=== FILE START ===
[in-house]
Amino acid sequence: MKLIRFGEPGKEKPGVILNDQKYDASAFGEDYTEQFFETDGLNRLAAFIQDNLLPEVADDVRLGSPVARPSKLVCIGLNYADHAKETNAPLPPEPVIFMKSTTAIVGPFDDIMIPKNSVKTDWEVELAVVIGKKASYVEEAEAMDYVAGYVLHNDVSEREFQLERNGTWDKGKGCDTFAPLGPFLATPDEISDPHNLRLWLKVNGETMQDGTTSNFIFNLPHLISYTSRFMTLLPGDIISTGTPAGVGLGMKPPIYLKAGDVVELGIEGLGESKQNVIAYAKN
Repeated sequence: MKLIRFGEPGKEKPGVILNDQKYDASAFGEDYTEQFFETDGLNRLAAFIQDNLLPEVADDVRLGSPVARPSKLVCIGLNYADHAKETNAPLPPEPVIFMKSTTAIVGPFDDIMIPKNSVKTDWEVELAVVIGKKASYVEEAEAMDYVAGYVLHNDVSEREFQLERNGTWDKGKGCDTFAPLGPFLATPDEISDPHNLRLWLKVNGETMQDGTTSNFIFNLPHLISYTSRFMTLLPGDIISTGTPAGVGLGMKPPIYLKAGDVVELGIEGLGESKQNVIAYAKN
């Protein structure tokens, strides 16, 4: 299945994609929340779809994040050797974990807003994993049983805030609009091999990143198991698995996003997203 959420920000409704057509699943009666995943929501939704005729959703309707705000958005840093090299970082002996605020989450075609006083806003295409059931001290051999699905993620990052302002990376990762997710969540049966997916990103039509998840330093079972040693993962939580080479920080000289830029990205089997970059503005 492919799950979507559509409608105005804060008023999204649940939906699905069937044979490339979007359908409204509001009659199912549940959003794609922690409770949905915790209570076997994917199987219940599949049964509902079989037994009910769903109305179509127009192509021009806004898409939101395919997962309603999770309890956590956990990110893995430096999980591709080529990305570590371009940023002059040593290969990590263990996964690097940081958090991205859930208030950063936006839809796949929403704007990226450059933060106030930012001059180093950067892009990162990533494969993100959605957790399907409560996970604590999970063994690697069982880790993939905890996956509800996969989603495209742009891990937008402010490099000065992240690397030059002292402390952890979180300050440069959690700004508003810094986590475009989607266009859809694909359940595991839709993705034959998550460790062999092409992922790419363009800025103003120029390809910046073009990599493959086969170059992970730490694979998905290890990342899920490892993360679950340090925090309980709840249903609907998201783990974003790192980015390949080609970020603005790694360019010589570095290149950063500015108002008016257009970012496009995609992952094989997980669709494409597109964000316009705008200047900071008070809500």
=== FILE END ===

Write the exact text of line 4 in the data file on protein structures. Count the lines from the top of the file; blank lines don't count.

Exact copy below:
């Protein structure tokens, strides 16, 4: 299945994609929340779809994040050797974990807003994993049983805030609009091999990143198991698995996003997203 959420920000409704057509699943009666995943929501939704005729959703309707705000958005840093090299970082002996605020989450075609006083806003295409059931001290051999699905993620990052302002990376990762997710969540049966997916990103039509998840330093079972040693993962939580080479920080000289830029990205089997970059503005 492919799950979507559509409608105005804060008023999204649940939906699905069937044979490339979007359908409204509001009659199912549940959003794609922690409770949905915790209570076997994917199987219940599949049964509902079989037994009910769903109305179509127009192509021009806004898409939101395919997962309603999770309890956590956990990110893995430096999980591709080529990305570590371009940023002059040593290969990590263990996964690097940081958090991205859930208030950063936006839809796949929403704007990226450059933060106030930012001059180093950067892009990162990533494969993100959605957790399907409560996970604590999970063994690697069982880790993939905890996956509800996969989603495209742009891990937008402010490099000065992240690397030059002292402390952890979180300050440069959690700004508003810094986590475009989607266009859809694909359940595991839709993705034959998550460790062999092409992922790419363009800025103003120029390809910046073009990599493959086969170059992970730490694979998905290890990342899920490892993360679950340090925090309980709840249903609907998201783990974003790192980015390949080609970020603005790694360019010589570095290149950063500015108002008016257009970012496009995609992952094989997980669709494409597109964000316009705008200047900071008070809500």